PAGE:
FBI’s Retreat Doesn’t Mean Its War With Apple Is Over

March 29, 2016 – In The News

Scott L. Vernick was quoted in the Mashable article, “FBI's Retreat Doesn't Mean Its War With Apple Is Over.” Full text can be found in the March 29, 2016, issue, but a synopsis is below.

While the FBI dropped its efforts to have a judge compel Apple to help it hack the San Bernardino terrorist’s iPhone, Apple still finds itself facing orders to assist authorities in unlocking devices in 14 other cases.

The showdown in the San Bernardino case may have ended, but it could still affect those other cases, attorneys said.

“That question is still ongoing,” said Scott L. Vernick, a noted privacy attorney. It's just now, the government has managed to “kick the can sufficiently so that it can fight another day.”

Vernick said it wasn’t clear to him that the government would prevail in the case in California, especially in light of U.S. Magistrate Judge James Orenstein’s ruling in Apple’s favor in a similar case in New York City.

By not moving forward with the case, the government doesn’t have a bad precedent working against it for future cases.

“Maybe it's just the cynic in me or just confluence, but this all works out neatly for the government,” Vernick said.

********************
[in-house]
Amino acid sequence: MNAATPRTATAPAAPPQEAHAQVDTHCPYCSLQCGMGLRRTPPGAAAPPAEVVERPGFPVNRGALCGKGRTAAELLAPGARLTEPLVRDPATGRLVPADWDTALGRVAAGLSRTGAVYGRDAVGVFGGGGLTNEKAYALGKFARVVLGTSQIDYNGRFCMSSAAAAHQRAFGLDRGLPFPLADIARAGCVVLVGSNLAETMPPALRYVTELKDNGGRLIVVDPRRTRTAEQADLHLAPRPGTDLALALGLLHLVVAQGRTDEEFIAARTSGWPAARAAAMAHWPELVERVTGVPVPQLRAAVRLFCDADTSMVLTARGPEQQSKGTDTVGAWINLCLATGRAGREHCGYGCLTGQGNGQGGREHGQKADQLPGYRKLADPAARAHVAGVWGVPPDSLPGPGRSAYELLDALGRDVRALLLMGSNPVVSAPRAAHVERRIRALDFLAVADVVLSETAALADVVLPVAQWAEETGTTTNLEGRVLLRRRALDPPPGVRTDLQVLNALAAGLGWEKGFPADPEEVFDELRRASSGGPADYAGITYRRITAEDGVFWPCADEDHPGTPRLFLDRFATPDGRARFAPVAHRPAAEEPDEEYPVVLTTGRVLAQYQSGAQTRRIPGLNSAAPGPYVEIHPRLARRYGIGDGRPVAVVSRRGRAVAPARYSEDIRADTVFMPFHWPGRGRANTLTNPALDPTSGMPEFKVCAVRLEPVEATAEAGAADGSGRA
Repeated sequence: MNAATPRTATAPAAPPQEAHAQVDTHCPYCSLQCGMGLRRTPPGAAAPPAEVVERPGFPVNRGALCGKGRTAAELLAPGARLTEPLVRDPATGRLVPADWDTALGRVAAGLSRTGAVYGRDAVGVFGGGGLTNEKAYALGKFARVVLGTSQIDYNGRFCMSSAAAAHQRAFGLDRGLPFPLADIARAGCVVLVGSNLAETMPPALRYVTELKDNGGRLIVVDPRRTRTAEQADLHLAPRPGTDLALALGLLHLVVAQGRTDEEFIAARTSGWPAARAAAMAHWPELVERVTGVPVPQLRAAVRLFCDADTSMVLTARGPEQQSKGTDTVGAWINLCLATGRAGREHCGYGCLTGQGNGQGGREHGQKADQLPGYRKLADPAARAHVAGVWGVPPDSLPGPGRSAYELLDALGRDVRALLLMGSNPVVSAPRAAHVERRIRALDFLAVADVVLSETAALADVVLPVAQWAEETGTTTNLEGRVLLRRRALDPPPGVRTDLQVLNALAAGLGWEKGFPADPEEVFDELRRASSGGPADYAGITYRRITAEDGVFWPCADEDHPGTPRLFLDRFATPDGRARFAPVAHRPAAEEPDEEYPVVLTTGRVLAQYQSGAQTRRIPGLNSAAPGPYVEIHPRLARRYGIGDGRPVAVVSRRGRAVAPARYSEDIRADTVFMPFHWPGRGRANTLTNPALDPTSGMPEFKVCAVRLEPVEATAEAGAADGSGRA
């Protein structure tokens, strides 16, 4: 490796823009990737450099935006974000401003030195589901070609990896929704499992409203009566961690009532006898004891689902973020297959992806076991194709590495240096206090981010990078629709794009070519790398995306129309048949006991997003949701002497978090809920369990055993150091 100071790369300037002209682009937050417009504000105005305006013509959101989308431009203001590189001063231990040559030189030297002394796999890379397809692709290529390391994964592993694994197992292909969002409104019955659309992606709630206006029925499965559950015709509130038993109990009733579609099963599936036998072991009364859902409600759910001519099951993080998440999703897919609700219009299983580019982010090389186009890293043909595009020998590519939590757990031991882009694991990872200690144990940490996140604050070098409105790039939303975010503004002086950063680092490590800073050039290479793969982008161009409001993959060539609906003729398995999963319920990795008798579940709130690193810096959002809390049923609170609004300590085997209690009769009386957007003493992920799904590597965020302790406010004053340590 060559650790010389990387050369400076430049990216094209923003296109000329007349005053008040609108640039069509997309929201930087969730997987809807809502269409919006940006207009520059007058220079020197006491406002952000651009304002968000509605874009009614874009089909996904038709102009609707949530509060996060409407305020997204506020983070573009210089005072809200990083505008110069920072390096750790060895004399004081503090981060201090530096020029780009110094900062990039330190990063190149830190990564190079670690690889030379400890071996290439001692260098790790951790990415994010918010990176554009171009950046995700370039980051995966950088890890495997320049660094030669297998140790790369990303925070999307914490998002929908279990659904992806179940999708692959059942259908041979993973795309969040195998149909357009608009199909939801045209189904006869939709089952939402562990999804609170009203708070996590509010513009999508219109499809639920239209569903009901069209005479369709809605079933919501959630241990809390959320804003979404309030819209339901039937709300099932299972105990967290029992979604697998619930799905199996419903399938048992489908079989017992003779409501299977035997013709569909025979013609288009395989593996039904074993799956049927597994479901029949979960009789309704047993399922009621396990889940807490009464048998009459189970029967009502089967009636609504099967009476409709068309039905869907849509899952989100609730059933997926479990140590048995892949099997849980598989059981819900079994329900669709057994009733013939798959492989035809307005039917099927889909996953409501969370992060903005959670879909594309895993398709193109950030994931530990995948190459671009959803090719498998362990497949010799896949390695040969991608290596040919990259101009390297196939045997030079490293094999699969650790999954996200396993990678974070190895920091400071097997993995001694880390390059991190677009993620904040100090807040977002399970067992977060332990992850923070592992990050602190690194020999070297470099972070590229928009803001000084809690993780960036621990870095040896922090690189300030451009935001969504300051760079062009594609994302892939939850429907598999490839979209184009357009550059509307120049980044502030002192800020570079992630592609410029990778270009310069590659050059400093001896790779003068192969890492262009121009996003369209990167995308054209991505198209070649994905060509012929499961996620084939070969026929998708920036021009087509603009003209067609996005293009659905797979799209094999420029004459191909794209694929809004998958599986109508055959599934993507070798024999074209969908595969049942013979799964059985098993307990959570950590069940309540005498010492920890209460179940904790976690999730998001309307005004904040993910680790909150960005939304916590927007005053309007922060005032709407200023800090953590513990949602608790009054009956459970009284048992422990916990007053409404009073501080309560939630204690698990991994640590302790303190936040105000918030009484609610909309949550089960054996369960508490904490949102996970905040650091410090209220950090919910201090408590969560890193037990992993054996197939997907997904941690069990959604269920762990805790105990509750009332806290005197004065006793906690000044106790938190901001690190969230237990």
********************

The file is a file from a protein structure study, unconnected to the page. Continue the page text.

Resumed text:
But it may still be difficult for the government in other All Writs Act cases to argue that only Apple can provide access to a locked iPhone, Vernick said.

While one of the government’s central arguments was that only Apple could hack the device, the FBI was able to get into the phone without the help of the company.

That could be an issue for prosecutors in other cases, Vernick said.

“The next time [the government] makes this argument, the federal magistrate is going to ask ‘really?,’” he said.

But could Apple ask the government to detail how it was able to get into the device?

“They could, sure — now ask me if I think they'll be successful?” Vernick said. “Yes, as a practical method and in theory, you can try to get the government to do that. You can try. But it probably won't work because the government will classify the method as a matter of national security.”

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This article was also featured in the Tri-County Sun Times.